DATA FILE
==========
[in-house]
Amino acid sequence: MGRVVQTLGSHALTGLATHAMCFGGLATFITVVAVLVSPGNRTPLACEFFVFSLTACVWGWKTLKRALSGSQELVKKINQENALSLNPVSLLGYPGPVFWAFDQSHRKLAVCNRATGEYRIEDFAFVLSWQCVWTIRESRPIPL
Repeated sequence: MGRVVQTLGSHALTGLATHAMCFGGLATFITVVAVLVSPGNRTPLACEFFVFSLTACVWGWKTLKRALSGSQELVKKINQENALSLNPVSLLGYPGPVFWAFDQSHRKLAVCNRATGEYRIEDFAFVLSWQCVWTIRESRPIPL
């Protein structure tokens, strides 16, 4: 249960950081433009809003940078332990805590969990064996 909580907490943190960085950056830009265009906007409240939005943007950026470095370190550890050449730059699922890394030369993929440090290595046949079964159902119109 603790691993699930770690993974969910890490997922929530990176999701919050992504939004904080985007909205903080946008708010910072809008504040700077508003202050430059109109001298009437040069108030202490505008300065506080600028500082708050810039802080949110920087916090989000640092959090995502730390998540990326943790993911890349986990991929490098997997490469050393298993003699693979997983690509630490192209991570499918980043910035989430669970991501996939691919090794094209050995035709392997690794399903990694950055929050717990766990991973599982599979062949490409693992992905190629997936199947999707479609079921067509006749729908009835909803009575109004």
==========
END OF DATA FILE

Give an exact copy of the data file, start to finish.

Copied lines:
[in-house]
Amino acid sequence: MGRVVQTLGSHALTGLATHAMCFGGLATFITVVAVLVSPGNRTPLACEFFVFSLTACVWGWKTLKRALSGSQELVKKINQENALSLNPVSLLGYPGPVFWAFDQSHRKLAVCNRATGEYRIEDFAFVLSWQCVWTIRESRPIPL
Repeated sequence: MGRVVQTLGSHALTGLATHAMCFGGLATFITVVAVLVSPGNRTPLACEFFVFSLTACVWGWKTLKRALSGSQELVKKINQENALSLNPVSLLGYPGPVFWAFDQSHRKLAVCNRATGEYRIEDFAFVLSWQCVWTIRESRPIPL
């Protein structure tokens, strides 16, 4: 249960950081433009809003940078332990805590969990064996 909580907490943190960085950056830009265009906007409240939005943007950026470095370190550890050449730059699922890394030369993929440090290595046949079964159902119109 603790691993699930770690993974969910890490997922929530990176999701919050992504939004904080985007909205903080946008708010910072809008504040700077508003202050430059109109001298009437040069108030202490505008300065506080600028500082708050810039802080949110920087916090989000640092959090995502730390998540990326943790993911890349986990991929490098997997490469050393298993003699693979997983690509630490192209991570499918980043910035989430669970991501996939691919090794094209050995035709392997690794399903990694950055929050717990766990991973599982599979062949490409693992992905190629997936199947999707479609079921067509006749729908009835909803009575109004």